Two people have already mentioned that you come about 30 feet short when trying to climb the route in one long pitch. I just figured I'd throw in a little more specifics on the topic. The topo for this route states that the first pitch is 50 feet long. I climbed this route today and found this to be false. The first pitch is actually around 100 feet long. (I just passed the middle marker on my 60m rope).
You cannot make it all the way from the bottom tree to the top tree in a single pitch with a 60m rope; as someone else said, you come up about 30ft short.
If you have a 60m and want to do it in one roped pitch, I suggest climbing up another maybe 40ft from the bottom tree on some rock ranging from high 4th to very easy 5th to reach a shelf where you can set a base anchor using three pieces of medium-sized gear (1.5-2.25 if I remember correctly) and start belaying there. Saves you having to switch belay in the middle of the climb. Just make sure you have 2ft or even 4ft slings on some of the gear placements to avoid rope-drag and keep the rope-line shorter.
Next time I bring people there I'll see if a 70m rope will make it tree to tree since it seems like more and more people are buying 70m ropes.
The higher you climb, the better quality the rock seems to get. Last time I did this, there was a a good sized boulder on the belay ledge. It could easily kill someone. Please be careful. A good route for when "Harvey Wallbanger, Right" has a line.
The topo indicates a combined length of 170 ft for the two pitches (50 + 120), but when I tried to combine pitches with a 60 m rope I came up about 30 ft short. Need 2 pitches (or about 30 ft of simulclimbing). We discovered the 5.7 mantel variation requires close coordination if simulclimbing. Enjoy.
Climbed this yesterday, led the second pitch, my third lead. Felt more challenging than Deception to me. I found the 5.6 mantel move (not the 5.7 one at the top, but the one before it) to be more intimidating than the face traverse at the top of pitch 2 of Deception. I avoided the top mantel by traversing right (not quite ready to lead through such an awkward place). I thought overall it was a very fun climb, with a variety of moves (jams, stems, mantles) and good gear placements.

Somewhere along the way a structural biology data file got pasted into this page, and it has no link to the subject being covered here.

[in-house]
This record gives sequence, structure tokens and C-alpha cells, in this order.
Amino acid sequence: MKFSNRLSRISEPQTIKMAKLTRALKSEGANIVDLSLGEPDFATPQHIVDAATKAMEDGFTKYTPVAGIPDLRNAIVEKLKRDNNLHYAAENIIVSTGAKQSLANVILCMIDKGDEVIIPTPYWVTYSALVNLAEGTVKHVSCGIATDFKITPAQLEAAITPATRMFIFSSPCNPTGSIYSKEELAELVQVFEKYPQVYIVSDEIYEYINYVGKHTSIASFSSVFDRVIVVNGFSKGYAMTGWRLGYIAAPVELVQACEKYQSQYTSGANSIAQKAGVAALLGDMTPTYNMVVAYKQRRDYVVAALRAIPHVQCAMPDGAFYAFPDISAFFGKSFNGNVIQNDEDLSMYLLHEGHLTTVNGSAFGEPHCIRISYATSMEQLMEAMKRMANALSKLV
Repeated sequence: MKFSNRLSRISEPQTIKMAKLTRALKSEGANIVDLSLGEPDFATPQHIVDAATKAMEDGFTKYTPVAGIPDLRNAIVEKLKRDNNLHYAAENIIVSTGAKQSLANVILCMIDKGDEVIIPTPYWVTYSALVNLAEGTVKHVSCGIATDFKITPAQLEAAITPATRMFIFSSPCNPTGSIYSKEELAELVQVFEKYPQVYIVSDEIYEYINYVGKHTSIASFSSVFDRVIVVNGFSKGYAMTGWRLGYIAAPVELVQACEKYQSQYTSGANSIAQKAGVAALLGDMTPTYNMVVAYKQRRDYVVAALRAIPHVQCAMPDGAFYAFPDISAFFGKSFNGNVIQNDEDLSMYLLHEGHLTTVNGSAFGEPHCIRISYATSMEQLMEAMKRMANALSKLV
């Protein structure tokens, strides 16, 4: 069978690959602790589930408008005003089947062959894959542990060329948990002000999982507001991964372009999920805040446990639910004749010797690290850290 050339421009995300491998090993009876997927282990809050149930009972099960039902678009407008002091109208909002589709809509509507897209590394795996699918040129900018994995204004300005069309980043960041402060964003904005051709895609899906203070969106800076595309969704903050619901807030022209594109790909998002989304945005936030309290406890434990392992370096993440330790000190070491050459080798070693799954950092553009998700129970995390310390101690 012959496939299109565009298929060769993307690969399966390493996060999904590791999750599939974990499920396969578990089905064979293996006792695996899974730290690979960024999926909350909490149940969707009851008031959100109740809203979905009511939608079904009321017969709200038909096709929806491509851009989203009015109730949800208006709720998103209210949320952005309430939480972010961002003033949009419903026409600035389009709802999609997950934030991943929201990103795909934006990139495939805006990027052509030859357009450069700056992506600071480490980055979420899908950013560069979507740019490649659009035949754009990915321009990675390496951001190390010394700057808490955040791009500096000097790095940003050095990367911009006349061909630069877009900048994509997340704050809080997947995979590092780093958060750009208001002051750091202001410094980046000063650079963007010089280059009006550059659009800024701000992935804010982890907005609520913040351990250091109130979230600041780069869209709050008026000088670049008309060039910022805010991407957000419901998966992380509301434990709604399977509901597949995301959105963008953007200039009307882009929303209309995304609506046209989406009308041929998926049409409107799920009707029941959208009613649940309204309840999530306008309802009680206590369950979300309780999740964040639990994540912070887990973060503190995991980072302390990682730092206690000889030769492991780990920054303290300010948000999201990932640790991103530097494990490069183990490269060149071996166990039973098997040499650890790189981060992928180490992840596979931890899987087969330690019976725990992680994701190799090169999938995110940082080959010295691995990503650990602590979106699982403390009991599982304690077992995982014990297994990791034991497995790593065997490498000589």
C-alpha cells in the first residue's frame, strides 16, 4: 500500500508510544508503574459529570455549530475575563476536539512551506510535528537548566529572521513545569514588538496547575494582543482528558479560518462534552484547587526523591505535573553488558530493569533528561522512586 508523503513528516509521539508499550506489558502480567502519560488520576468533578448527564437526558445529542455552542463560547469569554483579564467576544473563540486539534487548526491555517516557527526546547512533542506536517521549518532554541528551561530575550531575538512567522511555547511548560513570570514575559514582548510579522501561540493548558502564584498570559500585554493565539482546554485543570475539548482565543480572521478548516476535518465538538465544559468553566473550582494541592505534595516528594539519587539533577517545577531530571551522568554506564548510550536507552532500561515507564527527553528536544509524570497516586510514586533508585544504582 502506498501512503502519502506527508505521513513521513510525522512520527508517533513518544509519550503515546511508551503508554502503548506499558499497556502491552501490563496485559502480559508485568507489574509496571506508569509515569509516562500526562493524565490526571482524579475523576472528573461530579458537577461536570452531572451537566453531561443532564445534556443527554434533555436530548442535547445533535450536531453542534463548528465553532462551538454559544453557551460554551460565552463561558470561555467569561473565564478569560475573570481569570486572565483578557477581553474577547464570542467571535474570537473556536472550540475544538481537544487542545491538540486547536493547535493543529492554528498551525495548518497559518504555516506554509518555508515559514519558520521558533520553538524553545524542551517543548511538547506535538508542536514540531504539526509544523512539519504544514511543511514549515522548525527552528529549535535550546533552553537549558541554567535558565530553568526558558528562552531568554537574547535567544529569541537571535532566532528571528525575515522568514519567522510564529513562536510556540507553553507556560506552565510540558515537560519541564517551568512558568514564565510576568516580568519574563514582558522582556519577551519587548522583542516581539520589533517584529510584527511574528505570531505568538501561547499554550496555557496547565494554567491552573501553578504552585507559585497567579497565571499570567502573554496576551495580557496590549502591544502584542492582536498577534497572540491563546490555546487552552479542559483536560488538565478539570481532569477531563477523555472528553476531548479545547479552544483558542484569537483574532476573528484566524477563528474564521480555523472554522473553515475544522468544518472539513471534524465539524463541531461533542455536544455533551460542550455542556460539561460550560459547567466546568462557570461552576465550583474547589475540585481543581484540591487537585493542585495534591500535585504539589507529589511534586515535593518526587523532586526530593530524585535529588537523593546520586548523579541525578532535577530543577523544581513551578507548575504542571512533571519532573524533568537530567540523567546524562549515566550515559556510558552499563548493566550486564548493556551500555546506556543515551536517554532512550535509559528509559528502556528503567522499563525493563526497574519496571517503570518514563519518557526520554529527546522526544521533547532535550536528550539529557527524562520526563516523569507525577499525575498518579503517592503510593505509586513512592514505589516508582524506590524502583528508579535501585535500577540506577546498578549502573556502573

The routefinding on this route is easier than deception, although with deception, the climbing is pretty easy whether you find the traverse right, or continue straight up. These climbs are all pretty easy, and I'd suggest just picking something uncrowded.
The first time I climbed this, neither of the seconds were comfortable hand jamming, and, since they didn't really "get" crack climbing, they had a tougher time than necessary.
Chris's topo for this says it is a good follow-up climb for Knapsack Crack. It also says that it is easier than Deception. I would, respectfully, have to disagree. If your a beginning leader, start with Knapsack, then move on to Deception (not "Deception Direct," just "Deception"). Only when your confident on the 2nd pitch of Deception, try HW-banger Center.
You don't see a lot of people on this climb. That's a hint.
Some things to know: The cracks are filled with a lot of dirt, sand, bushes and gradoo. The belay ledge is descent and comfy with nice pro options in the crack above. Throughout the climb, the feet aren't great (sometimes you've gotta really look hard to find them) and there are a lot of akward moves, especially at the top. You'll thank yourself for having lots of cams.
Though HW-banger Right is rated more difficult than HW-banger Center, it's a nicer climb.
It appears to me that the Falcon guide (Carville) calls this route Pip's Pillar (5.8), and shows Harvey's Wallbanger Center being the route just to the left. It seems more likely to me that Supertopo is right (and it didn't feel 5.8, except maybe for the final optional move at the top, where you could just walk right and belay instead). Anyone certain which route is which?
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